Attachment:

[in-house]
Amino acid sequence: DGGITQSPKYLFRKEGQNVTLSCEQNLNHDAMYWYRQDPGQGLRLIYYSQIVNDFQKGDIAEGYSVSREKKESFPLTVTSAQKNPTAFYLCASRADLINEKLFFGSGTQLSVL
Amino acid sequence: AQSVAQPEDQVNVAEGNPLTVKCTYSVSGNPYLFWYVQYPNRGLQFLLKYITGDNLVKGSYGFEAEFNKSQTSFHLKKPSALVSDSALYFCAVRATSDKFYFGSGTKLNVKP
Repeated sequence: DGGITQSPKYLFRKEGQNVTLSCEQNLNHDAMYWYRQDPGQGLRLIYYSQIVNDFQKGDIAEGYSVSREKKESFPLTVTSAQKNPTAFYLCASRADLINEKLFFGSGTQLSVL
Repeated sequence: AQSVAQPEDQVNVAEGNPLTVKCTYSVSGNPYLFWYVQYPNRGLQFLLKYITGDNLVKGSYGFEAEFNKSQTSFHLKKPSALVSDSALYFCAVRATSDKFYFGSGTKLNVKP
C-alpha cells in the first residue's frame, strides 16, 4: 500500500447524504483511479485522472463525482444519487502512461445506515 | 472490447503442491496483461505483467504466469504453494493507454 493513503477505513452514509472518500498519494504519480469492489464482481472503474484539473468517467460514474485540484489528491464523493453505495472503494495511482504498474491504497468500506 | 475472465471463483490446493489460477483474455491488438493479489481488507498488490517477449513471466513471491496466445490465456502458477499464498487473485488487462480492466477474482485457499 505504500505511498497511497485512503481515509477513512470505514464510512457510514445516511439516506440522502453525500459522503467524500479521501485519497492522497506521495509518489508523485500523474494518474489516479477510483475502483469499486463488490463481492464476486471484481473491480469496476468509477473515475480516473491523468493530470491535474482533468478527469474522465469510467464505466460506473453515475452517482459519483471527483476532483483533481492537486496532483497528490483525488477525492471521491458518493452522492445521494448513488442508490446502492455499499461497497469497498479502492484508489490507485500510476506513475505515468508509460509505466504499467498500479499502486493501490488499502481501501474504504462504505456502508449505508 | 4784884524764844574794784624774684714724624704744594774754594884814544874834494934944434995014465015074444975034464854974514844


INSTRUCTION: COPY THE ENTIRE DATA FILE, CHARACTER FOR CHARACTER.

[in-house]
Amino acid sequence: DGGITQSPKYLFRKEGQNVTLSCEQNLNHDAMYWYRQDPGQGLRLIYYSQIVNDFQKGDIAEGYSVSREKKESFPLTVTSAQKNPTAFYLCASRADLINEKLFFGSGTQLSVL
Amino acid sequence: AQSVAQPEDQVNVAEGNPLTVKCTYSVSGNPYLFWYVQYPNRGLQFLLKYITGDNLVKGSYGFEAEFNKSQTSFHLKKPSALVSDSALYFCAVRATSDKFYFGSGTKLNVKP
Repeated sequence: DGGITQSPKYLFRKEGQNVTLSCEQNLNHDAMYWYRQDPGQGLRLIYYSQIVNDFQKGDIAEGYSVSREKKESFPLTVTSAQKNPTAFYLCASRADLINEKLFFGSGTQLSVL
Repeated sequence: AQSVAQPEDQVNVAEGNPLTVKCTYSVSGNPYLFWYVQYPNRGLQFLLKYITGDNLVKGSYGFEAEFNKSQTSFHLKKPSALVSDSALYFCAVRATSDKFYFGSGTKLNVKP
C-alpha cells in the first residue's frame, strides 16, 4: 500500500447524504483511479485522472463525482444519487502512461445506515 | 472490447503442491496483461505483467504466469504453494493507454 493513503477505513452514509472518500498519494504519480469492489464482481472503474484539473468517467460514474485540484489528491464523493453505495472503494495511482504498474491504497468500506 | 475472465471463483490446493489460477483474455491488438493479489481488507498488490517477449513471466513471491496466445490465456502458477499464498487473485488487462480492466477474482485457499 505504500505511498497511497485512503481515509477513512470505514464510512457510514445516511439516506440522502453525500459522503467524500479521501485519497492522497506521495509518489508523485500523474494518474489516479477510483475502483469499486463488490463481492464476486471484481473491480469496476468509477473515475480516473491523468493530470491535474482533468478527469474522465469510467464505466460506473453515475452517482459519483471527483476532483483533481492537486496532483497528490483525488477525492471521491458518493452522492445521494448513488442508490446502492455499499461497497469497498479502492484508489490507485500510476506513475505515468508509460509505466504499467498500479499502486493501490488499502481501501474504504462504505456502508449505508 | 4784884524764844574794784624774684714724624704744594774754594884814544874834494934944434995014465015074444975034464854974514844